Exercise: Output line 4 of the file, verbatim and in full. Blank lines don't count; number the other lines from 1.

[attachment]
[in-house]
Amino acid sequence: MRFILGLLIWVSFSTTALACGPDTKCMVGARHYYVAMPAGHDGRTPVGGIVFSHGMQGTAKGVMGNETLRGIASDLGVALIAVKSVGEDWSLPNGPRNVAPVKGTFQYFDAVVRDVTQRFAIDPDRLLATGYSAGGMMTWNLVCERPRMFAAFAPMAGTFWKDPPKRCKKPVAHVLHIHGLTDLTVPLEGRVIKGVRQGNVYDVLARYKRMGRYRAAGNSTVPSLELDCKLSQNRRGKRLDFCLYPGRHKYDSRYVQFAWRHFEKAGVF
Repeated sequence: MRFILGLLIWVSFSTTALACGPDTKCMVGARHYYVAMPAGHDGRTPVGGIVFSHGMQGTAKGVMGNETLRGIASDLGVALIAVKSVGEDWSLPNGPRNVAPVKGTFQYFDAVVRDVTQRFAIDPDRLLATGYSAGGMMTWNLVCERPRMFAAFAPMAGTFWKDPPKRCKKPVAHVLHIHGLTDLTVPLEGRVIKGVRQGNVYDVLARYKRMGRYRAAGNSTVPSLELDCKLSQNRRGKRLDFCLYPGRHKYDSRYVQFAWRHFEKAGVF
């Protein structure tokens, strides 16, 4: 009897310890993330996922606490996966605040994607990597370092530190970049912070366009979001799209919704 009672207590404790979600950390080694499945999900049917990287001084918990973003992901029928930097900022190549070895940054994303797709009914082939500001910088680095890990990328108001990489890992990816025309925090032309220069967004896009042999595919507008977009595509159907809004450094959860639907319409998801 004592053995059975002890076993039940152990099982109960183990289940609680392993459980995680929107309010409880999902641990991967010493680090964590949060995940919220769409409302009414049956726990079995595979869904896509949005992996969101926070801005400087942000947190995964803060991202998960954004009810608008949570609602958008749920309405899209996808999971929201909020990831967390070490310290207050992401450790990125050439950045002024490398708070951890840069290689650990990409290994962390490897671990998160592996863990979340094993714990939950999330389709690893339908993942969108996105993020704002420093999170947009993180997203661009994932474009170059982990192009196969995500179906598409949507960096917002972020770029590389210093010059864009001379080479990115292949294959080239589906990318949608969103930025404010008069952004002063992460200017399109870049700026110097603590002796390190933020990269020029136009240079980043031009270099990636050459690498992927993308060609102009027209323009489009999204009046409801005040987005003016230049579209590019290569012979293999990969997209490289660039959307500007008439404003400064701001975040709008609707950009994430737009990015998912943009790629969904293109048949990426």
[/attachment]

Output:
């Protein structure tokens, strides 16, 4: 009897310890993330996922606490996966605040994607990597370092530190970049912070366009979001799209919704 009672207590404790979600950390080694499945999900049917990287001084918990973003992901029928930097900022190549070895940054994303797709009914082939500001910088680095890990990328108001990489890992990816025309925090032309220069967004896009042999595919507008977009595509159907809004450094959860639907319409998801 004592053995059975002890076993039940152990099982109960183990289940609680392993459980995680929107309010409880999902641990991967010493680090964590949060995940919220769409409302009414049956726990079995595979869904896509949005992996969101926070801005400087942000947190995964803060991202998960954004009810608008949570609602958008749920309405899209996808999971929201909020990831967390070490310290207050992401450790990125050439950045002024490398708070951890840069290689650990990409290994962390490897671990998160592996863990979340094993714990939950999330389709690893339908993942969108996105993020704002420093999170947009993180997203661009994932474009170059982990192009196969995500179906598409949507960096917002972020770029590389210093010059864009001379080479990115292949294959080239589906990318949608969103930025404010008069952004002063992460200017399109870049700026110097603590002796390190933020990269020029136009240079980043031009270099990636050459690498992927993308060609102009027209323009489009999204009046409801005040987005003016230049579209590019290569012979293999990969997209490289660039959307500007008439404003400064701001975040709008609707950009994430737009990015998912943009790629969904293109048949990426």